As fire deaths are on the rise in Alaska, so are the efforts to prevent them, according to a report released by the Division of Fire and Life Safety.
On Tuesday, the division released those statistics for 2017. The information was gathered from 170 participating fire departments throughout the state.
According to the data, there were 19 deaths last year, which is up 6 percent. Six of those 19 were children younger than 10.
Last fall, five young girls were killed from smoke inhalation during a fire that happened in the Butte. Investigators ruled that fire accidental and said cooking was the cause.
According to the division, every eight minutes an Alaska fire department responded to a call. Every 11 hours was a call about a residential fire and every two hours, they responded to a false call.
Attended fires were up 16 percent, the report said, but grass brush and wildland incidents down seven of every 10 structure fires were residential. Property loss was listed at over $95 million.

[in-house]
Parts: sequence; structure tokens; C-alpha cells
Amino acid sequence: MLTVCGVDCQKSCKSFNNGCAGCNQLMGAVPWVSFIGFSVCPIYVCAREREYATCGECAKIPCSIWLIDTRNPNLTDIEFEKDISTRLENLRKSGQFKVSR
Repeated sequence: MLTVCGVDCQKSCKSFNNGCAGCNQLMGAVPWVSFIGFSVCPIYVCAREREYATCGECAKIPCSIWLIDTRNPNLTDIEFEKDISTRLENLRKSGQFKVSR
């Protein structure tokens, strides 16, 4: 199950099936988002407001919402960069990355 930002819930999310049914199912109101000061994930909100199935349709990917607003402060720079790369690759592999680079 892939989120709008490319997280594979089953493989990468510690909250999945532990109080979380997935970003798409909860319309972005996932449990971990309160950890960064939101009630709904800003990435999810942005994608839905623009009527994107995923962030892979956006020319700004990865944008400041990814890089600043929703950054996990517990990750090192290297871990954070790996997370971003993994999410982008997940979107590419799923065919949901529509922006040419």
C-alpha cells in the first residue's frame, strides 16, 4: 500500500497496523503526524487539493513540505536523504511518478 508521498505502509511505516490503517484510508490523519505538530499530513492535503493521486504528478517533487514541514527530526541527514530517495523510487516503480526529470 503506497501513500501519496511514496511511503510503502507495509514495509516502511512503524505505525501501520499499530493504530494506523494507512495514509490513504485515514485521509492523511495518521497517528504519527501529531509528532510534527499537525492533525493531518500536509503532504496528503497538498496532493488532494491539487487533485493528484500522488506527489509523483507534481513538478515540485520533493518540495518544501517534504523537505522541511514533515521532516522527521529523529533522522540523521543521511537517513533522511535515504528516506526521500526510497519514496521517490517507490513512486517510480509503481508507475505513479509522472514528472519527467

KTVA-TV CBS 11 Anchorage
Fast-acting bystanders helped prevent a potential catastrophe after a vehicle struck a fuel pump at the Fred Meyer gas station in Palmer Tuesday afternoon.
Just before 4 p.m., Frederick Anderson, 70, of Palmer, was traveling southbound on the Glenn Highway in a gold Chevrolet Equinox, according to the Palmer Police Department, when the vehicle abruptly turned left, plowed over a curb and fence, and into the gas station. The Equinox hit one of the fuel pumps and struck a Jeep Cherokee, which was pushed into a Ford F250. The Equinox came to a stop next to the store portion of the station.
Palmer Fire Chief John McNutt said there was a small fire, which was extinguished by bystanders before authorities arrived.
“People acted quickly,” Palmer Police Chief Lance Ketterling said later Tuesday evening. “For all fueling points, fire is a primary concern.”
Mat-Su Valley Frontiersman